When using the device the pointed ends of the flanges 2| and 22 may be inserted under the crown of the staple to be removed and then when the arm II is swung toward the arm ID the notches 20 of the arm I I will be brought into engagement with the staple crown. Since the lower sides of the notches are thin, as above set forth, they will engage under the center line of the staple crown or below the widest part thereof and firmly grasp the staple crown and not ride up over it as they likely would if the said arm portions were so thick as to engage above the center line of the staple crown.

With the staple crown engaged as described the arms I and I I are forced or squeezed toward one another. Before any rear pressure is applied the flanges 2| and 22 will have entered under the staple crown a distance depending on the width of such crown and the outer edges of the flanges will be in engagement with the inner sides of the staple legs immediately adjacent the crown as suggested by the staple legs 26 in Fig. 4. Now as the pressure is applied there is a tendency to force the flanges further under the crown of the staple and to force the crown toward the arm I0 as suggested in connection with the staple 21 in Fig. 6.

The result is that the staple crown is distorted and that the legs of the staple are dragged up over the outer edges of the flanges 2| and 22 and this results in or from a partial straightening of the legs. Their clinched under portions are prevented from tearing upwardly through the paper since the undersides of the flanges are against th top side of the paper and over the clinched portions of the staple legs. Thus as the crown of the staple is dragged back over the flanges and the latter further enter under the staple crown the legs of the staple while being pulled over the outer edges of the flanges are somewhat spread.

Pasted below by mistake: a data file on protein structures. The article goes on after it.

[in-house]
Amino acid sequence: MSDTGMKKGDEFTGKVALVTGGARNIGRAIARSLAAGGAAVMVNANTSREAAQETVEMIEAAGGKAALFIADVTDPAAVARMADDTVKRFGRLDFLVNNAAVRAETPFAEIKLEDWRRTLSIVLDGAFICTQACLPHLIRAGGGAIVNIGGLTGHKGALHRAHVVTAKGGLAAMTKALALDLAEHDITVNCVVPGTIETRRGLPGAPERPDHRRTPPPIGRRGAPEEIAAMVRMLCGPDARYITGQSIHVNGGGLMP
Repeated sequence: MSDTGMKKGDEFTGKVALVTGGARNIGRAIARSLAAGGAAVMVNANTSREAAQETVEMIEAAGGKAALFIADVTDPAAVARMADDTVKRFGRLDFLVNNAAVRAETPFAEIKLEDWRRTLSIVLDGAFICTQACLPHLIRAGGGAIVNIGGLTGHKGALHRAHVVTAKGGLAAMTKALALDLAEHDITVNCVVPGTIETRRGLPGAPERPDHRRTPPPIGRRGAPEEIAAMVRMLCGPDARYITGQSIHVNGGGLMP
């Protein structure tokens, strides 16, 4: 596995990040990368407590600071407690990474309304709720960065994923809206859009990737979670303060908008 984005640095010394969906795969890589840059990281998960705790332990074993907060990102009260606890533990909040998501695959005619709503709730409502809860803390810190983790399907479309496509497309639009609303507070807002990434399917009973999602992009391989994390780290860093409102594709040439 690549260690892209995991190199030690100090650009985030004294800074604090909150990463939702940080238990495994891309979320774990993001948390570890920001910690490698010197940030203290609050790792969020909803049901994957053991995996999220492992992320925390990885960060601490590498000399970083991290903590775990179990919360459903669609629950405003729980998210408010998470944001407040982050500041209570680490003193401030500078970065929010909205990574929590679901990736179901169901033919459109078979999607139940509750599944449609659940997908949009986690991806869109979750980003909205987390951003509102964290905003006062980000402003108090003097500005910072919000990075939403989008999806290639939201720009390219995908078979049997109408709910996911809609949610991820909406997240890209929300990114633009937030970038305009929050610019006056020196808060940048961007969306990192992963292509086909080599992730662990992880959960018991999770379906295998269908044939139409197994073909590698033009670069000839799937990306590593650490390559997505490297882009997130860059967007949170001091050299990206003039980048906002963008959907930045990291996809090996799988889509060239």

Since the laterally extending flanges are of increasing width beginning at their forward ends they cannot simply pass under the staple crown but must engage the legs of the staple and the relative positions of the parts may be changed as from the full line position of staple legs 26 of Fig. 4 to the dotted line positions of such legs in said figure. It is pointed out that since the flanges increase in over-all width as described and shown the device of the invention is adapted for the removal of staples of various sizes. No adjustments of the device are necessary for this purpose since the forward ends of the flanges merely enter freely under the staple crown a distance depending on the staple size, that is, the Width of the staple crown.

Clearly instead of engaging the flanges under the staple crown as above described and then bringing the arm II into play the operator may position the arm II to have its notches receiving the staple crown, as in Fig. 5, and then may swing the arm I0 toward the arm I I and the forward ends of the flanges will enter under the staple crown. The subsequent action will be as above described. It is noted that the arm II engages the staple crown at a pair of spaced points so that the device is not likely to twist in the operator's hand as pressure is applied in removing a staple. Since the upper edges of the notches 20 engage the staple crown the latter is prevented from merely yielding or bulging upwardly when the withdrawing or removal pressure is applied to it.